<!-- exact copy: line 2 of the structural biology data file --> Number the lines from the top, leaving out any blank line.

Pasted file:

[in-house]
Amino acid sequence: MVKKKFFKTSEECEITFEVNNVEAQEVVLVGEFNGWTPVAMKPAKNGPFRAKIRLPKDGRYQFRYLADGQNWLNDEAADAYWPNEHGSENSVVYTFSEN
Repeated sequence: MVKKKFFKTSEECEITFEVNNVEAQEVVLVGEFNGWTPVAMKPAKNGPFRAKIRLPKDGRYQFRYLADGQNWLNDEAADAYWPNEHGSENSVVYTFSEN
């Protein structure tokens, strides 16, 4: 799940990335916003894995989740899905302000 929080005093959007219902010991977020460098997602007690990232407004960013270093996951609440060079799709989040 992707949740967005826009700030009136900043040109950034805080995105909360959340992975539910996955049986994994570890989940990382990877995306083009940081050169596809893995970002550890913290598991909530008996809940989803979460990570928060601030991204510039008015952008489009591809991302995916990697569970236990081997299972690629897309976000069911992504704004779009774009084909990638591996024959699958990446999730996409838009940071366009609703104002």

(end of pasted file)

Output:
Amino acid sequence: MVKKKFFKTSEECEITFEVNNVEAQEVVLVGEFNGWTPVAMKPAKNGPFRAKIRLPKDGRYQFRYLADGQNWLNDEAADAYWPNEHGSENSVVYTFSEN